Posted by Kerry Anderson ● January, 2023

What causes an atmospheric river?

main image

[Atmospheric River captured by TempestOne]

CALIFORNIA's four seasons: Floods, Fire, Drought, and earthquakes

Most days Californians enjoy mild weather.  It is what draws so many people to the State. But the State’s climate is punctuated by extremes which has led to the joke that California has its own four seasons; floods, fires, drought, and earthquakes. After years of enduring drought and fires, it might make you scratch your head to hear that suddenly the state is making headlines with floods.  This is part of the climate cycle and occurs when the area is inundated with Atmospheric Rivers.


If Atmospheric River is a new term to your weather vocabulary, you aren’t the only one.  Our understanding of Atmospheric Rivers has accelerated over the past two decades as research into this phenomenon has increased.  This term refers to the long, narrow bands of water vapor in the sky, similar to rivers on the land.  Unlike rivers, we can’t see water vapor with our eyes, so we rely on remote sensing from satellites. (see image below)  Microwave technology can detect this water vapor and create images that show where there are high concentrations of water vapor in the atmosphere.  These bands are usually long and thin, like a river.

Atmospheric River

[Animation by NOAA]

Detecting these bands is crucial for California as the State is uniquely vulnerable to flooding from these Atmospheric Rivers due to its latitude and terrain.  Here is why. Each year, during the winter season the jet stream shifts southward as the northern hemisphere cools.  This brings storm systems from the polar regions down into the continental United States.  As these Low-pressure systems form into waves, jets of southerly winds develop.  If the storms are large enough and the jets are strong enough, these winds extend to the subtropics and pick up warm, moist air and draw this moisture air into the cyclone.  You may hear meteorologist call this “The Pineapple Express”.  Warm air can hold far more moisture than cooler air.  So the air ahead of the storm system becomes saturated with available water vapor.  

The next step in the water cycle is getting that moisture from the sky to the ground.  For the Western United States, the typical pattern is that High pressure prevails over the Eastern Pacific. So most storms are forced up and over the ridge and toward Oregon and Washington where this moisture from these Atmospheric Rivers is wrung out of the sky as the air is forced up and over the Cascades. Consequently, Seattle and Portland are typically rainy and wet.  But each winter as the Polar Jet Stream shifts southward, the prevailing High breaks down periodically, and then storms dip further south toward California. Then the Sierra Mountains will wring out that moisture and deposit it in the mountains as snowpack.  This is essential for the State’s water storage. But this pattern can go in cycles with many years in a row seeing few storms and then drought as the snowpack reduces.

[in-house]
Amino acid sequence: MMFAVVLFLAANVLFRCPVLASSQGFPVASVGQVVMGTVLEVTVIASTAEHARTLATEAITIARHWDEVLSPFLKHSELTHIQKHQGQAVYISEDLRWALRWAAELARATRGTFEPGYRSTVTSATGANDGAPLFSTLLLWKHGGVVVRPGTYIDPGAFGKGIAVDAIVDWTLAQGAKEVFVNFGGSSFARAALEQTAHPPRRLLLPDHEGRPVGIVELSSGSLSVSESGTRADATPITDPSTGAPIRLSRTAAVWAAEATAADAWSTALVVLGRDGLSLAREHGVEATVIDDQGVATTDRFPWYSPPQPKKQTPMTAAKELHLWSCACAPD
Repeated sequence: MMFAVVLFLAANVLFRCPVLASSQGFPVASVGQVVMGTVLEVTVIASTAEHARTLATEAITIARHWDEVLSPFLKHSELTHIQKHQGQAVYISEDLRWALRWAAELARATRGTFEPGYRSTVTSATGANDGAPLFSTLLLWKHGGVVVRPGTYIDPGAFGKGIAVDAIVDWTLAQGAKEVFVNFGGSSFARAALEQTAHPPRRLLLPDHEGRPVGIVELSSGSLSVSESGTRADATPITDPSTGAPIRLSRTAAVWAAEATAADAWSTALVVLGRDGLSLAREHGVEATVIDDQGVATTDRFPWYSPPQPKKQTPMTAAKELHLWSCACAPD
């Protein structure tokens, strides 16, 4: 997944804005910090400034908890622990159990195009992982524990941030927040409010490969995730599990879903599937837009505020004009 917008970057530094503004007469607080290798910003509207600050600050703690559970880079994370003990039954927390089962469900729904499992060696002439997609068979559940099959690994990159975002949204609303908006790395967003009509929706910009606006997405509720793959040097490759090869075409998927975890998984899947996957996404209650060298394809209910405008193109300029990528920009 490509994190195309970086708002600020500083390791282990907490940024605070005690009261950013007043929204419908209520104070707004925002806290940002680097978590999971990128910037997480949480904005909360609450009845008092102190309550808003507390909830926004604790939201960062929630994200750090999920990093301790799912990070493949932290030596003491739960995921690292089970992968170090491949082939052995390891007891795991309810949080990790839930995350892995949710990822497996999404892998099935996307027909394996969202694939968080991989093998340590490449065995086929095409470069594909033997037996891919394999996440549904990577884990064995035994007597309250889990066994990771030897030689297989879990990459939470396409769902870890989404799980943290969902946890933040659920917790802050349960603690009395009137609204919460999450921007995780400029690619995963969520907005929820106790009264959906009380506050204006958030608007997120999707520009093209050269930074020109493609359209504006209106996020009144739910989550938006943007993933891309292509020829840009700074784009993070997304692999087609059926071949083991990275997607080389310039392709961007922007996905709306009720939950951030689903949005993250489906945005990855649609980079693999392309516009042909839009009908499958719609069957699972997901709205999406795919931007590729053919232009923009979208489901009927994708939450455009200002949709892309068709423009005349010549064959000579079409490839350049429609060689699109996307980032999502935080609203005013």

When the East Pacific High breaks down for an extended time period, large storms take a more southerly track, and that allows the southerly winds ahead of the storm to tap into the subtropical moisture. Atmospheric Rivers are then aimed at California.  This becomes like a firehose of concentrated water, which can be devastating after years of drought and the resulting fires have removed vegetation leaving slopes of exposed dirt that quickly soak up the rain creating mudslides.


This cycle of drought followed by periods of Atmospheric Rivers is not new to California.  This is a hazard of the area's climate that can cost billions of dollars and lives.  Consequently, the National Ocean and Atmospheric Administration has focused on researching and forecasting these Atmospheric Rivers so the West Coast can mitigate against this hazard.  They have created models, similar to the Weatherflow’s Wf-Wrf that focus on forecasting when and where this moisture will fall.  

You can learn more about this work and see the forecast at NOAA’s Physical Science Portal, Atmospheric Rivers.

fire truck in front of wildfire



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